I recently decided that I would start a tradition of getting my son a baseball jersey for each of his birthdays. Each year, he will get a player who wore the number that corresponds with his age.
My criteria is simple: The number must be retired, and the player must be one of the all-time greats of the options available.
I've mapped out the first nine birthdays, and I hope you enjoy. Just don't ruin the surprise for my son.
I'm not even going to bother to cite his career numbers. Ozzie Smith is the best No. 1 simply because of his defense and the pizazz with which he accomplished his job.
The emblematic flips onto the field and the constant smile combine to make him one of the most beloved players of all time.
OK, here's one stat: 13 straight Gold Gloves. Enough said.
Gehringer played 19 seasons with the Tigers, finishing his career with a .320 average. He was also the 1937 MVP and had 2,839 hits.
While Babe Ruth was a larger than life figure and may be the obvious choice here, I prefer to go with the quiet, all business persona that is Harold Baines.
An All-Star for the first time in 1985, he made his final All-Star game appearance in 1999, proving his longevity and ability.
Baines had 2,866 career hits and 384 home runs, even though he only hit more than 25 in a season once in his career.
This was an easy one. Amazing, inspiring, and historic speech aside, the man could flat-out hit.
Gehrig had a .340 career batting average, knocked in 1,995 runs, and won two MVP awards (1927 and 1936).
Oh yeah, he also played in 2,130 consecutive games.
There are a lot of great No. 5s to choose from. Joe DiMaggio was the first to come to mind, but Johnny Bench, Brooks Robinson, and Hank Greenberg were all options.
Even though my Tigers won the 1984 World Series, the 1985 World Series was when I truly fell in love with baseball.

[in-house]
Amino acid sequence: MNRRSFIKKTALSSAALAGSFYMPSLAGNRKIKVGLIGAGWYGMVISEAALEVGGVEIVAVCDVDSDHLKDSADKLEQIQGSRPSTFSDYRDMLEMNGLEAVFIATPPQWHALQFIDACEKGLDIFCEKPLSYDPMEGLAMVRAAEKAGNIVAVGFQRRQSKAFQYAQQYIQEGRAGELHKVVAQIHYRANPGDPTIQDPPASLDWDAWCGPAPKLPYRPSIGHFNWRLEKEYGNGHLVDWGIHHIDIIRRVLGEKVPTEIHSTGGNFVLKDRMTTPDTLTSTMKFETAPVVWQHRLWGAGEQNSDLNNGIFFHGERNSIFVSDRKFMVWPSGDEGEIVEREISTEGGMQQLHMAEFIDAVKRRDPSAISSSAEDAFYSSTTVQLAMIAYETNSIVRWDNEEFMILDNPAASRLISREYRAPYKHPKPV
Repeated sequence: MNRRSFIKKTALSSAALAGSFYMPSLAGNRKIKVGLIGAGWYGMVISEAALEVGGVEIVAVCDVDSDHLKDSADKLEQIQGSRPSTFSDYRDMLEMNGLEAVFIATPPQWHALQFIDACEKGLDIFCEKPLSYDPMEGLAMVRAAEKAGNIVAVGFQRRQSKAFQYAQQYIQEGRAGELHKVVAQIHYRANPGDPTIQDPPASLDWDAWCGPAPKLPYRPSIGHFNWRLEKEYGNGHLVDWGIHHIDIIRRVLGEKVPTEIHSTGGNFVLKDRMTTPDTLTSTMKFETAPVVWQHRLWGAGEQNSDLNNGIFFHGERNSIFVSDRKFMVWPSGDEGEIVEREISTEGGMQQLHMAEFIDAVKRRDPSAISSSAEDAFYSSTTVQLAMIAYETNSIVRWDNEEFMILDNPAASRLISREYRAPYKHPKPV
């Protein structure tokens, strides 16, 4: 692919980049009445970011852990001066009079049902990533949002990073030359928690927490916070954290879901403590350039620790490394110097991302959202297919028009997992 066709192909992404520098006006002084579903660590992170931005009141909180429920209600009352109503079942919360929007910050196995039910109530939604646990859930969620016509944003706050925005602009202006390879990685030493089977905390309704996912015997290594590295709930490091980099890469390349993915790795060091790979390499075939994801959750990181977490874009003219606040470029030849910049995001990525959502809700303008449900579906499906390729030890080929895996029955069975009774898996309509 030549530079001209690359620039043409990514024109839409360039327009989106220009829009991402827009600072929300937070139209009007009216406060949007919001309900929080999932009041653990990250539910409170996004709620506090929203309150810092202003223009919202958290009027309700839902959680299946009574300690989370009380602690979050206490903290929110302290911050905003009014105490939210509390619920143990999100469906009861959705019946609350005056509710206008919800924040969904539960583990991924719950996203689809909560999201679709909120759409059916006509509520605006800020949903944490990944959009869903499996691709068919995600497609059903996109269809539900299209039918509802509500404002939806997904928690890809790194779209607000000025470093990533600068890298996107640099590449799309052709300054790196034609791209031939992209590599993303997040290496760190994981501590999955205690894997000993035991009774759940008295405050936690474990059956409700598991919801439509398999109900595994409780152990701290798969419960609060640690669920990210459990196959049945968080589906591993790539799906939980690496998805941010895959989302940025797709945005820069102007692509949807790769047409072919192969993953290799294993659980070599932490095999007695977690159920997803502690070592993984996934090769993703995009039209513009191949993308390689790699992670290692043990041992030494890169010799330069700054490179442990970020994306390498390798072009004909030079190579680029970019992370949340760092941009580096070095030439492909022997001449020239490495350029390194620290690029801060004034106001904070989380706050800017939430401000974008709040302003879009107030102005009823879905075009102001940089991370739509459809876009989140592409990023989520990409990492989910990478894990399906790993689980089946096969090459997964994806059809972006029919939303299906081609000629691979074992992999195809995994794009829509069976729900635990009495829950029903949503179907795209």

Sentimentality aside, Brett could do it all. In his MVP season in 1980, Brett batted .390, had 118 RBI, and even stole 15 bases.
Stan Musial was also in the running, but I chose Kaline not only because he was a great player, but because I grew up with him.
Well, sort of.
Kaline teamed with George Kell to provide television commentary for the Tigers when I was a kid. While he was by no means the greatest announcer, he certainly was serviceable and had one of those comforting voices.
Want some career numbers with that? OK.
Kaline finished in the top 10 of MVP voting nine times, won a batting title, and had 3,007 career hits. Kaline also had a .379 batting average for the Tigers when they won the 1968 Fall Classic.
Here's what I love about Biggio. He played all over the place—catcher, outfield, and second base.
He played 20 seasons for the Astros and finished his career with 3,060 hits.
I bet you saw this one coming with the Gehrig slide. Cal Ripken Jr. symbolizes what we all like to think we would be like if we were good enough to play in the majors: Just go play every single day.
That's what he did, and along the way he collected 3,184 hits, playing 21 seasons for the Orioles. Not only did he break what many thought was an unbreakable record, he shattered it, playing in 502 more games consecutively than Gehrig.
On my first trip to Fenway Park, I decided to take the tour. I was actually on the field at the exact moment Ted Williams passed away in 2002.
OK, I don't know that to be a 100 percent fact, but it is very possible, and I have a spiritual sense from that possibility.
There are no better biographies than stories about Williams, who cared about little else besides the "science" of baseball (and fishing).